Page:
Hammerhead Maps Show Gap in Protection, Study Finds

By Hannah L. Robbins

Scalloped Hammerhead Sharks Image Credit: Seawatch.org

A map detailing the journey of a young scalloped hammerhead shark (Sphyrna lewini) swimming between coastal and offshore waters in the Gulf of California may expose a gap in current efforts to protect the endangered species, according to a new online study published in the journal Animal Biotelemetry.

Scalloped hammerheads are endangered with some populations around the world suffering a 50 to 90 percent decline in fewer than 35 years; and the populations living in the Gulf of California seem to be no exception. “In Mexico in the 80s, the sea of Cortes was one of the best places to see these beautiful and majestic animals but at present it’s hard to see even a few,” said Mauricio Hoyos-Padilla, a researcher from Pelagios Kakunja, Mexico and one of the study’s authors, in a press release.

In order to understand juvenile shark behavior, Hoyos-Padilla and a team of researchers baited and captured one male and two female juvenile sharks in the Gulf of California. The researchers surgically implanted a tracking device at the base of each shark’s pelvic fin. Every 30 seconds, the device recorded the depth, sea temperature, and light level of the shark’s surrounding environment. The tag also had a reward notice attached to it, so when local fishermen caught one of the female sharks north of La Paz Bay nearly a year later they knew who to contact. The researchers retrieved the tracking device, downloaded the data, and mapped the shark’s movements throughout the gulf.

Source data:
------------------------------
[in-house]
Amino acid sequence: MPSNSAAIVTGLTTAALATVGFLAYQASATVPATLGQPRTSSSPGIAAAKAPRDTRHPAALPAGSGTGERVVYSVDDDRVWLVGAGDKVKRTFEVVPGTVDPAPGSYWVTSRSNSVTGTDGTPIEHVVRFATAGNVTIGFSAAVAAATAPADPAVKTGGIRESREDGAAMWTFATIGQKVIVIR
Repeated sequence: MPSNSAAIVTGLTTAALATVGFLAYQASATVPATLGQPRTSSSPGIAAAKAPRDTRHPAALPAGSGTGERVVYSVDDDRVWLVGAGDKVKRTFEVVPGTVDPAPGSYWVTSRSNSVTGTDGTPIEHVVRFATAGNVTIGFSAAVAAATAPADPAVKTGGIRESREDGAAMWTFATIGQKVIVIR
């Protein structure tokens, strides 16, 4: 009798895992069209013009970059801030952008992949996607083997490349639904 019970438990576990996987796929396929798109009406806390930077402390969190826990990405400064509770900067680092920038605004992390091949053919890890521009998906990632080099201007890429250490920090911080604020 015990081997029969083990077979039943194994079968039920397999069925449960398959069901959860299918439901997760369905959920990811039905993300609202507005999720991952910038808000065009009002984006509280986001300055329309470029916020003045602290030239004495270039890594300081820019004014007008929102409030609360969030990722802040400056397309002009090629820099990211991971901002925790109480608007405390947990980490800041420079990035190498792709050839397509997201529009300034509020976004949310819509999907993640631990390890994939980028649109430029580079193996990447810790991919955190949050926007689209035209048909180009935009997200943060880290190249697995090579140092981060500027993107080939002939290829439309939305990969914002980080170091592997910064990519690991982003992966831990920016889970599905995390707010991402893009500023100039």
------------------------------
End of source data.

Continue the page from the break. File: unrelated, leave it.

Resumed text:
Over the course of 10.5 months, the young, three-foot-long, female hammerhead swam over 2,000 miles. Initially, the shark stuck to warm shallow waters along the coast, but eventually swam to offshore habitat within the Gulf of California. By day, the female shark probably swam around offshore islands and underwater mountains called seamounts with schools of other juvenile and adult hammerheads. At night, it would swim away to hunt for prey such as squid and fish at depths of up to 880 feet. “This is the first time we have an idea of their behavior at this stage,” said Hoyos-Padilla.

Understanding where hammerheads swim helps scientists and wildlife managers identify key habitat areas and determine where to focus their efforts. Mexico prohibits commercial fishing from large vessels within 50 nautical miles of the coast, which should help protect sharks in near-shore, nursery areas; but James Ketchum, another of the study’s authors, thinks that may not be enough. “Because of their dependence on both coastal and offshore waters during their early life-stages, we think that they may be more susceptible to fisheries than previously thought,” said Ketchum in the press release. “Current protective measures in Mexico may unfortunately be insufficient.